In light of (A1), (1) Egalitarians are an innovation in advocating the ordination of women, but only in the sense of recognizing the implications of what Scripture teaches about the intellectual, moral, and spiritual equality of men and women. Women’s ordination is the logical consequence of a Christian doctrine of vocation.

In addition to (A1), the Egalitarian would affirm:

(B3) The primary call of the ordained minister is to service (Matt. 20:26-28; 1 Pet. 5:1-14). Insofar as the ordained minister has a representative function, the minister first represents the church as the body of Christ, and the (female) bride of Christ. Insofar as the minister represents Jesus Christ, the minister represents Christ as the head of the church which is his bride, but most significantly through cruciformity, by pointing away from him- or herself to the crucified and risen Christ, and through following Christ in suffering. The ordained minister represents Jesus Christ as a “jar of clay.” This sort of Christocentric representation is not gender-specific, not unique to men or women, to clergy or laity, but is at the heart of discipleship for all Christians (Eph. 5:1, 2; Phil. 2:1-11; 2 Cor. 4:5-12).

(C3) Insofar as the call to ministry is primarily a call to service, and the minister represents first the female Church (as the bride of Christ), and, second, Jesus Christ in terms of the cruciform pattern to which all Christians are called, ministry qualification is determined by Spirit-gifting and vocation, not by gender.

However, (2) Evangelical Complementarians and (3) Catholic sacramentalists are just as much positions of innovations as are Egalitarians. No one holds to the traditional position.

Rather than affirming (A), (B), (C), (2) Complementarians affirm (A1), (B), and (C1). Complementarians reject two of the original three indispensable premises of the traditional position.

Rather than affirming (A), (B), (C), (3) Catholic sacramentalists affirm (A1), (B1), (B2), and (C2). They reject all three of the original indispensable premises of the traditional position.

Moreover, the only position of agreement shared between (2) Complementarians and (3) Sacramentalists is (A1), not only a departure from the tradition, but also an agreement with (1) Egalitarians. Evangelical Complementarians continue to affirm only one of the original premises (B), while Catholic Sacramentalists affirm none, and Complementarians and Sacramentalists disagree not only with the tradition, but with each other concerning (B) (which Sacramentalists reject), (B1) and (B2) (which Complementarians reject), and (C1) and (C2), about which Complementarians and Sacramentalists disagree.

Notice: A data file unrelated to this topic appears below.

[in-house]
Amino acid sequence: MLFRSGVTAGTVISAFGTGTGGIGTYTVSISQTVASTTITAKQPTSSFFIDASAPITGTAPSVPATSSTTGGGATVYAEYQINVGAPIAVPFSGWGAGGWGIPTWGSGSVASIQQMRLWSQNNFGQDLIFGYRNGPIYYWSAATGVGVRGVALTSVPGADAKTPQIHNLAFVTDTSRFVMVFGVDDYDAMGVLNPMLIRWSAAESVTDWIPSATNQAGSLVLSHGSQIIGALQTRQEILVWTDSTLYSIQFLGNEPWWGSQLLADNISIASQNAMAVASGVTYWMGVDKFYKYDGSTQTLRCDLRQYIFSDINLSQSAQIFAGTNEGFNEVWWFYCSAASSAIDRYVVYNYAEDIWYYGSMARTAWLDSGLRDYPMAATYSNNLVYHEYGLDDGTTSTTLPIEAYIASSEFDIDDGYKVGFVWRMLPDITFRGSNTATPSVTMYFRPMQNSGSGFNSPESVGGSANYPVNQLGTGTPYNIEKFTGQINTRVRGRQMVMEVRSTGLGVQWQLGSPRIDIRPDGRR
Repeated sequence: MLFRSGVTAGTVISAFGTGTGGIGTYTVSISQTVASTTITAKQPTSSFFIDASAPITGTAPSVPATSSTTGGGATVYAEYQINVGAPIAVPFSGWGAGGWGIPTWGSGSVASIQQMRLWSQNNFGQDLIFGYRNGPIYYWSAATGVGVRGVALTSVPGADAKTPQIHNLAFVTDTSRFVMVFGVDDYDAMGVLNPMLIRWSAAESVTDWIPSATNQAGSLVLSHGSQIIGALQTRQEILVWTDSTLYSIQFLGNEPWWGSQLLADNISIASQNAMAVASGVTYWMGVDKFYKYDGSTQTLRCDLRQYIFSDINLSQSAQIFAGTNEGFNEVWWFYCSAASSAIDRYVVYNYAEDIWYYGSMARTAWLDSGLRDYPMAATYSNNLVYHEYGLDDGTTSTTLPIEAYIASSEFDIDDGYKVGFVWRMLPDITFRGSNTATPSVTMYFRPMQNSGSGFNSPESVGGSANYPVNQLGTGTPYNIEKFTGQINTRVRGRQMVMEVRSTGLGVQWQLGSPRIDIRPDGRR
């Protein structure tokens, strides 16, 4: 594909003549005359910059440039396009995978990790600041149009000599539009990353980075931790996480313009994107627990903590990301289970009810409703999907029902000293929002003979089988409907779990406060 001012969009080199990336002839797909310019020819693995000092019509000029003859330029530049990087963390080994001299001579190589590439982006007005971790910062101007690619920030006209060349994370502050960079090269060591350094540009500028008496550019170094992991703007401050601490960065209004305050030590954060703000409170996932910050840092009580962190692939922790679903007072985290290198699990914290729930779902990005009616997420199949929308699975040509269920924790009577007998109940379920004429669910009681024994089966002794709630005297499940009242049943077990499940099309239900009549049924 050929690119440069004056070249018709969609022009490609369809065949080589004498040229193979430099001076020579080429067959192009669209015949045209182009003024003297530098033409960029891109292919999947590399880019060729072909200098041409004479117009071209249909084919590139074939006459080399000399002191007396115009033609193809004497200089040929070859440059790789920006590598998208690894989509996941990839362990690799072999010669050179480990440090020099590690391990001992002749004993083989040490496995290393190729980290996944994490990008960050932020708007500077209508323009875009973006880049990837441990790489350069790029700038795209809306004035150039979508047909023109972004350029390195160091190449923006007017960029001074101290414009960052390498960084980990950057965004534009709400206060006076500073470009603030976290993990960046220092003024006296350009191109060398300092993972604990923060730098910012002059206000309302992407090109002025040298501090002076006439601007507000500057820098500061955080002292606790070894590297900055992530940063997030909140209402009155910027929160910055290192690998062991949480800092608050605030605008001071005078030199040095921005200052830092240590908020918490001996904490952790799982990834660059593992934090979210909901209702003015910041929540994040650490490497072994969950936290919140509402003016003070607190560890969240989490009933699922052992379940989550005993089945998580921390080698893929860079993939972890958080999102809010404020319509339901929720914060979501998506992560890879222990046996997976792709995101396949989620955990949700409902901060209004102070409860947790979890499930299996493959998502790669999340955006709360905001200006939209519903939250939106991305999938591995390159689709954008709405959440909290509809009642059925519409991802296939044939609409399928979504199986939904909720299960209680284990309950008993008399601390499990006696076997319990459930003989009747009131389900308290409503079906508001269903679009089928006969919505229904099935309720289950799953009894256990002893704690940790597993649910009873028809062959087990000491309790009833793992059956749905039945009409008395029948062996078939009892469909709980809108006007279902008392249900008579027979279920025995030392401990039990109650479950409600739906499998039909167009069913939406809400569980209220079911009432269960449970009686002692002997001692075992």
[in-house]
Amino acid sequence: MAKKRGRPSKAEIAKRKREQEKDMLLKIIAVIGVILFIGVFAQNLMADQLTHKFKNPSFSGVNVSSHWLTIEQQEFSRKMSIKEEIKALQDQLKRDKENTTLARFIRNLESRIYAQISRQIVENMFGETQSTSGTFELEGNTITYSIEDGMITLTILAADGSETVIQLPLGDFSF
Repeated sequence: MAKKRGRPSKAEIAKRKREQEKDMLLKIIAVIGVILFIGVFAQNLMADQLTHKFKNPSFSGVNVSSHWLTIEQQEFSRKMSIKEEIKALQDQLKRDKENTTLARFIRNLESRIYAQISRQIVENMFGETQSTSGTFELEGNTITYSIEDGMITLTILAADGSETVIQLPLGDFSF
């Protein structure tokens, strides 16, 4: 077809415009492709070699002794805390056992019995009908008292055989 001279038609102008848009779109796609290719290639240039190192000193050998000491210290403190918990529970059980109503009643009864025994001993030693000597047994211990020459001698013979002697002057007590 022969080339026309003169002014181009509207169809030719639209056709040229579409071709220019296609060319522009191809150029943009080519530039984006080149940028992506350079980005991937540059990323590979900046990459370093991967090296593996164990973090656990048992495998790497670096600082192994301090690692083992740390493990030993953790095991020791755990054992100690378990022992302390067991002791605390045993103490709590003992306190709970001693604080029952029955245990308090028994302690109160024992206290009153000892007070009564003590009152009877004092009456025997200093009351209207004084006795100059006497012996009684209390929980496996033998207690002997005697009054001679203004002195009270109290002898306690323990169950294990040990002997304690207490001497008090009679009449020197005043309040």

I think the above adequately addresses the original challenge. However, I conclude with a challenge of my own. I have argued that Evangelical Complementarians and Catholic Sacamentalist opponents to women’s ordination represent innovations to the historic tradition. Their advocates insist that they do not, and are simply following the historic tradition. My challenge:

Provide an actual historical reference from the Christian tradition that corresponds to what I have called the Complementarian or Sacramentalist positions. It is not enough to provide some individual positive statement about women mentioned by a Patristic, Medieval, or Reformation author.

Rather, from a discussion that specifically deals with the issue of women’s ordination and opposes it, provide an example from a Patristic, Medieval, or Reformation author (or authors) that clearly endorses either (A1), (B), and (C1), or (A1), (B1), (B2), and (C2) as a coherent and integrated position. It is not enough to find individual quotations from an author that can be read to endorse any single one of the above propositions. Rather, in the same way that I have shown through detailed quotations that there is a sizeable body of Patristic, Medieval, and Reformation writers who endorse (A), (B), and (C) and bring them together to form a coherent argument against women’s ordination based on female ontological incapacity, an adequate demonstration that what I have called the (2) Protestant Complementarian or (3) Catholic Sacramentalist positions are not innovations to the tradition would have to substantiate with actual textual references that one or the other of these two was an actual position that was held by someone in the history of the church before the mid-twentieth century.

I do not think that this challenge can be met, and so I stand by my initial claim: Given that the current arguments against WO are NOT this argument, the continuing opponents of WO are as much endorsing a “recent innovation” as those of us who favor it.